For some, last November 4 saw the disappearance of racial inequity in America (“Promised Land: Obama’s Rise Fulfills King’s Dream”—Oklahoman headline, 1/19/09), and with it the need for any countervailing measures.

Conservative columnist Jonah Goldberg (Chicago Tribune, 1/22/09) suggested that “opponents of racial quotas and other champions of colorblindness on the right should be popping champagne,” not to mention “rubbing Barack Obama in [the] faces” of all those foreign “finger-waggers eager to lecture . . . America about race and tolerance.”

For those who don’t see racial inequity playing out every day in disparate joblessness, incarceration or mortality rates, the presence of a brown-skinned man in the White House means there’s no more structural work to be done; those struggling from now on have no excuse.

At the very least, the black guy winning proved that there are no more voting rights concerns. USA Today (1/9/09) wondered whether the whole Voting Rights Act should be junked “now that a black man has won the presidency.” And for the Atlanta Journal-Constitution’s Jim Wooten (1/20/09), the Obama victory “plainly” meant that “the political system that discriminated and the people who designed it are dead and gone.”

The Obama victory was credited with the existence of a demographic of “successful” blacks, as illustrated by a magazine (Uptown) that launched in 2004 (“Magazine for Age of Obama,” New York Daily News, 1/19/09). And the hiring of an African-American to coach the Yale football team was “particularly significant in light of both the election of Obama as the nation’s first black president and in the consistently meager numbers of black head coaches at the top level of college football,” according to the New York Times (1/8/09)—though the particular relevance of the former is kind of hard to figure.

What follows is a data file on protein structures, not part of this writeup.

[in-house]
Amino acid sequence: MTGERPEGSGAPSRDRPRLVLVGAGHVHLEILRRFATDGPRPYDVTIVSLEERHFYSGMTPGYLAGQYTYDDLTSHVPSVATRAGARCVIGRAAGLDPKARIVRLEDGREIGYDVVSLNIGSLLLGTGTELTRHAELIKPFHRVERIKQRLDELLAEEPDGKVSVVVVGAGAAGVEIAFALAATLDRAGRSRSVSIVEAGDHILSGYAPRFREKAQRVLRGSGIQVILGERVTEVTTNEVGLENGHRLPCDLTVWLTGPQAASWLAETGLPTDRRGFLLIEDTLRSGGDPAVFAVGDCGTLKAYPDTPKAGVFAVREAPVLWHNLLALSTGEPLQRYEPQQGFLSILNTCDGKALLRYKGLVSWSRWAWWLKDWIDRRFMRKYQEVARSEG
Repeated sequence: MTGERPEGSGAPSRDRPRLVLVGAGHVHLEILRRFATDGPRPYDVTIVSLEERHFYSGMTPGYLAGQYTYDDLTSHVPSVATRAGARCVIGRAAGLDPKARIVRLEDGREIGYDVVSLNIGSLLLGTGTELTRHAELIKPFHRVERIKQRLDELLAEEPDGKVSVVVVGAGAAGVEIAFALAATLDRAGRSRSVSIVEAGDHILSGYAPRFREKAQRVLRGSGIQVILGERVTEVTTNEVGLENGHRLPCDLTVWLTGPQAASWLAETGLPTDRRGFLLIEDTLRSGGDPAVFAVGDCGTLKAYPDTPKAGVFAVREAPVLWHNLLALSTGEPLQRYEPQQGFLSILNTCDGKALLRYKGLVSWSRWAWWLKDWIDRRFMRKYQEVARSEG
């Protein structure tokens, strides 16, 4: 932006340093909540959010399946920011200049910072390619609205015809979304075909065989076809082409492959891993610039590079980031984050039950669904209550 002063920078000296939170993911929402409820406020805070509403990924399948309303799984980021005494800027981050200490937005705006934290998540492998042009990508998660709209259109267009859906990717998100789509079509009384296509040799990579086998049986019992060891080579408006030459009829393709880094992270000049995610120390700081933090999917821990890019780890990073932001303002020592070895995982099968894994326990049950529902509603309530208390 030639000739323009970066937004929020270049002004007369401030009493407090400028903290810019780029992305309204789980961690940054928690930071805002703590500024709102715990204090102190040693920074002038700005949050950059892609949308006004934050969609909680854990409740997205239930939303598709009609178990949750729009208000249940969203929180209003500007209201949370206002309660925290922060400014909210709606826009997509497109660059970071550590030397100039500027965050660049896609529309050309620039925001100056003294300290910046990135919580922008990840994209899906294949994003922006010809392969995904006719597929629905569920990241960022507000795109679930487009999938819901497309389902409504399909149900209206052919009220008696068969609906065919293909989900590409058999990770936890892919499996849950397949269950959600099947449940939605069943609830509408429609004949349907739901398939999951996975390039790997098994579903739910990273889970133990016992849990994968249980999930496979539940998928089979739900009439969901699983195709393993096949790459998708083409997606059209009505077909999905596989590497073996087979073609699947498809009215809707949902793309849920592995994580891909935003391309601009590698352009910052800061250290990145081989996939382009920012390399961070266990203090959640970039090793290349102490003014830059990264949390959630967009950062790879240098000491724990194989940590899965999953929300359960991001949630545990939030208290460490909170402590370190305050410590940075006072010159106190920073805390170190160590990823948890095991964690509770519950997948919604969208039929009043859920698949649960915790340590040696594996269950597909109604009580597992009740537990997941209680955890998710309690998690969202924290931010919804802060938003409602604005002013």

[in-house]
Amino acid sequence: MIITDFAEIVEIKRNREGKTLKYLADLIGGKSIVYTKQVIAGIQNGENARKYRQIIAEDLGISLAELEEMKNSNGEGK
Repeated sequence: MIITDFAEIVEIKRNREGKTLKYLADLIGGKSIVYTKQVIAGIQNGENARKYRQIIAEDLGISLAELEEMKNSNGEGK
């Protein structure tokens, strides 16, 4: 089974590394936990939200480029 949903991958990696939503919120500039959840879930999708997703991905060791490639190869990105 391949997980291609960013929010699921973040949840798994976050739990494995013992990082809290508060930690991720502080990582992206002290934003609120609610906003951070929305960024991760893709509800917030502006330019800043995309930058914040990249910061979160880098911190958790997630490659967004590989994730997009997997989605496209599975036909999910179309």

If being “post-racial” involves pretending race/ethnicity doesn’t affect opportunity, acting “post-racial” means renouncing any measure aimed at ensuring that. Post-election, Obama was called upon to follow through on his “promise” in this regard in early decisions on appointments and policy.

The New York Times (1/15/09) gave the New Republic’s Jeffrey Rosen space to put some questions to new attorney general Eric Holder, including: “Do you agree with Mr. Obama’s implication that the Supreme Court needs someone who will side with the powerless rather than the powerful? What if the best nominee happens to be a white male?”

The L.A. Times editorial page (12/28/08) lauded Obama’s cabinet picks, in so doing matter-of-factly contrasting the hiring goals of “quality” and “identity politics”—in this context meaning the hiring of anyone who is not a white man; Obama, it declared, “has succeeded on both levels.”

Obama could also prove himself to be the right sort of black leader—the kind who places responsibility for black people’s problems largely with black people themselves—with an embrace of the Bush administration’s No Child Left Behind law. USA Today (1/6/09) draped the case in appropriately patronizing tones with the cringe-worthy “How to Turn Obama’s Success Into Gains for Black Boys”: